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An unframed pale grey and blue ink coloured etching, printed on paper and featuring four mutton birds with their wings outspread, flying on the wing as they turn above an ocean wave trough, straightening out and appearing to slice through the water. It is number four from a print edition of four.
The Aboriginal Collection from Tasmania 2003 comprises seventy-seven items representing twenty-four individuals/organisations. The collection features a range of materials including shell necklaces, kelp crafts, woven baskets, carved tools and weapons, postcards, clothing and contemporary artwork. As one of the key aims was to capture a cross section of Tasmanian Aboriginal life and culture in 2003, the items have all been recently made or produced and are in good condition.
Tasmania is a discrete regional and cultural grouping within Aboriginal Australia, partly because Bass Strait creates a geographical barrier and partly because of the unique cultural characteristics of past and present Tasmanian Aboriginal people. The collection expresses a range of contemporary perspectives in relation to identity, young people, repatriation of human remains, cultural revival, creativity, heritage maintenance and cultural practises such as necklace making, mutton birding and abalone diving. This collection is significant because there are few major collections featuring Tasmanian Aboriginal culture from the nineteenth and twentieth centuries. More importantly, the collection's cultural value is enhanced by the fact that community members were involved in selecting the themes and content, thus creating a collection representing Tasmanian Aboriginal peoples in their own terms.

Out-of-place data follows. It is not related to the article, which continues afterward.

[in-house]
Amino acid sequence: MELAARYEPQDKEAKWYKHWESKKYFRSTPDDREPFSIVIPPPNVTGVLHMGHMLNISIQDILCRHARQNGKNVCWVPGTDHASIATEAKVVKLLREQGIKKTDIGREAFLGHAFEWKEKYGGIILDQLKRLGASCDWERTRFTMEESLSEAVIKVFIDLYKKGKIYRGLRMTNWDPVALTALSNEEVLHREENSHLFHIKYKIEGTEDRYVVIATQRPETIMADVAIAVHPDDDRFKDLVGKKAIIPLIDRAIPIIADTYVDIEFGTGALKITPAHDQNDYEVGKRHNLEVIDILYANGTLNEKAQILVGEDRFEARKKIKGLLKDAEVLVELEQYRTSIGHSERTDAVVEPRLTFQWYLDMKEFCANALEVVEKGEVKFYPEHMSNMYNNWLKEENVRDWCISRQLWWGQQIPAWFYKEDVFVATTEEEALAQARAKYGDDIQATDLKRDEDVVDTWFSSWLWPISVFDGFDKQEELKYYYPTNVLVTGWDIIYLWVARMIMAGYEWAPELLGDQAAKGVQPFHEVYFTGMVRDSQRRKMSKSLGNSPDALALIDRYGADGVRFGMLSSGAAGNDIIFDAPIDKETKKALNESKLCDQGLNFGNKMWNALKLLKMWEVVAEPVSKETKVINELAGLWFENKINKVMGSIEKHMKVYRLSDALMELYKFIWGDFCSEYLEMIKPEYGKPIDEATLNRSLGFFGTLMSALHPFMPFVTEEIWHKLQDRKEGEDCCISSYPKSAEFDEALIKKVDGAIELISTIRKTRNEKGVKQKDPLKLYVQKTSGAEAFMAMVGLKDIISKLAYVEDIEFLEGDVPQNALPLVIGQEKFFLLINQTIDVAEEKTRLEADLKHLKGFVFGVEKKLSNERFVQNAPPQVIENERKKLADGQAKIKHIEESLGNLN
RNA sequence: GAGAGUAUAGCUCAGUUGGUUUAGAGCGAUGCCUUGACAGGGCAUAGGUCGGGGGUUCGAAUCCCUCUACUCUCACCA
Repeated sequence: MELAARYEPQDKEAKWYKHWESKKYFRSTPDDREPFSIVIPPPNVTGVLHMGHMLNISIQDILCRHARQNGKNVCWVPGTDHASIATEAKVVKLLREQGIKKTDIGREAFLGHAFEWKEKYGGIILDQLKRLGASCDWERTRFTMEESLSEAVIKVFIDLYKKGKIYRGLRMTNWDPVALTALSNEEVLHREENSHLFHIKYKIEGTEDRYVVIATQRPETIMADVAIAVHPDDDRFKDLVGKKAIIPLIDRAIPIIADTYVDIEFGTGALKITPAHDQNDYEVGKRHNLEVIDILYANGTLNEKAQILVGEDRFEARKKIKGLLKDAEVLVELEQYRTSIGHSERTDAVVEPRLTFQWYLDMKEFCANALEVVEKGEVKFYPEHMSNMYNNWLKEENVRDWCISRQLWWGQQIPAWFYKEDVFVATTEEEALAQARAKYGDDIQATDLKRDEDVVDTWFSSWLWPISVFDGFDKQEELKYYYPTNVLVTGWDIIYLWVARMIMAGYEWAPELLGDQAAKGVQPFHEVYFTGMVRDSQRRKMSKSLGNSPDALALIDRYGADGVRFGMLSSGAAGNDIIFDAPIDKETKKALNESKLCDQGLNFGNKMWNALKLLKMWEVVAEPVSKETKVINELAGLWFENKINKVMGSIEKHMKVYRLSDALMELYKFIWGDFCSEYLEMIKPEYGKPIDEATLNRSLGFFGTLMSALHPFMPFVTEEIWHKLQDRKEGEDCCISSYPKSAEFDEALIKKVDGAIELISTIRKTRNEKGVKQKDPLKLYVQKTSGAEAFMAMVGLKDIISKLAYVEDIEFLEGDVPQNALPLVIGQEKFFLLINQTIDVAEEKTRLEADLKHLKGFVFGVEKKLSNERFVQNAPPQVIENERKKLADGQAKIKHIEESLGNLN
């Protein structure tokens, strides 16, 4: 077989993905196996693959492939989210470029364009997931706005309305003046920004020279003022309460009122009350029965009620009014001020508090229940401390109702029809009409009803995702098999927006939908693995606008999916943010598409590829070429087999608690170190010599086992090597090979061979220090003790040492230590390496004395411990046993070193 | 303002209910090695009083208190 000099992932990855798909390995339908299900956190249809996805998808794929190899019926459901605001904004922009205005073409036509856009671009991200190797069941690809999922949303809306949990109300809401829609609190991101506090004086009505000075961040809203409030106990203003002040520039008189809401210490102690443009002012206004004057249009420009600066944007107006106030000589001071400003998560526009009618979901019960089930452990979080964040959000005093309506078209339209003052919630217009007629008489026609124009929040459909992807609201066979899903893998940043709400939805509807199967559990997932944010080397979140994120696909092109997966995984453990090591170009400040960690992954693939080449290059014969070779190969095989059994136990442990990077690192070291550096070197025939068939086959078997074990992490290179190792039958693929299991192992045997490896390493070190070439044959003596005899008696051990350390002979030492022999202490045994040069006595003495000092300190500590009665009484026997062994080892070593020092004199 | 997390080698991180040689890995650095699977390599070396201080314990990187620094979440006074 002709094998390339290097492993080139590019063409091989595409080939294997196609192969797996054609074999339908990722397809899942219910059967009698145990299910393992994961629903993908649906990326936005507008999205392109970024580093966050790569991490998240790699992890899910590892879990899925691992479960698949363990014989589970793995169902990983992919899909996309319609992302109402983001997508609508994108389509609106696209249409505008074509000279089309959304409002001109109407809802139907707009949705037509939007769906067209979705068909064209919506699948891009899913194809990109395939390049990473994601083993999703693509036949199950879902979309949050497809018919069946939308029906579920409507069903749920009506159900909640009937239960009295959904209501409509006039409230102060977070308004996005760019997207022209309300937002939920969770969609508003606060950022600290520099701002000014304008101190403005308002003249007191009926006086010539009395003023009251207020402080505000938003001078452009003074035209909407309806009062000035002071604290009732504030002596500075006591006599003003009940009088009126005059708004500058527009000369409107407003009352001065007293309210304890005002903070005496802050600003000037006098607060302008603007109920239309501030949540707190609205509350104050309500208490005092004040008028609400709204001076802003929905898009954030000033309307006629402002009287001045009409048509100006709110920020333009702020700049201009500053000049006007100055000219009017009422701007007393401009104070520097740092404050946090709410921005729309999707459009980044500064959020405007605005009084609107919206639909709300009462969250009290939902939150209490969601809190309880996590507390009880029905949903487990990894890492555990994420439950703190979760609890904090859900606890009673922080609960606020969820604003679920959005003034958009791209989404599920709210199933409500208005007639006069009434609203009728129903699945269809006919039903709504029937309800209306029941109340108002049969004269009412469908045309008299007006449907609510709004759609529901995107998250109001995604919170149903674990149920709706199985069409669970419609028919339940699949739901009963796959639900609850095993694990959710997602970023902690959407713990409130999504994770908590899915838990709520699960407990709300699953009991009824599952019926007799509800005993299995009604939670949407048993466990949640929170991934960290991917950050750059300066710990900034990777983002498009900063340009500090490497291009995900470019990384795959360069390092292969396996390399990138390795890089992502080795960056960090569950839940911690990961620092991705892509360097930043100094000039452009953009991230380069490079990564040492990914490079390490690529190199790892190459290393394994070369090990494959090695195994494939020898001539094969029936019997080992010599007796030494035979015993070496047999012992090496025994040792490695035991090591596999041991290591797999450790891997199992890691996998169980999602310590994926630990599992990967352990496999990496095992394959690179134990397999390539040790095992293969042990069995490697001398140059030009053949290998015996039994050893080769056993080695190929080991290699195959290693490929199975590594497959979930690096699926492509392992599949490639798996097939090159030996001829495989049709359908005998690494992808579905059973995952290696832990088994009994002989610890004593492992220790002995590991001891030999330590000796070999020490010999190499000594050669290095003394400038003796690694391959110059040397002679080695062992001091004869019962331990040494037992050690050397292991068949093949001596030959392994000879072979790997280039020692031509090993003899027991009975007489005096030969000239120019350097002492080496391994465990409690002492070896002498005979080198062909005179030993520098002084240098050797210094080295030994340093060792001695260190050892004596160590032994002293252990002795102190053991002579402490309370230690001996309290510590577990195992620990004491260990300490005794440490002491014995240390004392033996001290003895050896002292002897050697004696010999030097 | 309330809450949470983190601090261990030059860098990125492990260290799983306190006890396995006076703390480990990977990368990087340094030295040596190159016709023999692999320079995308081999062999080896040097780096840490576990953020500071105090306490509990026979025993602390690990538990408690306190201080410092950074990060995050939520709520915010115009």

W 492mm x H 328mm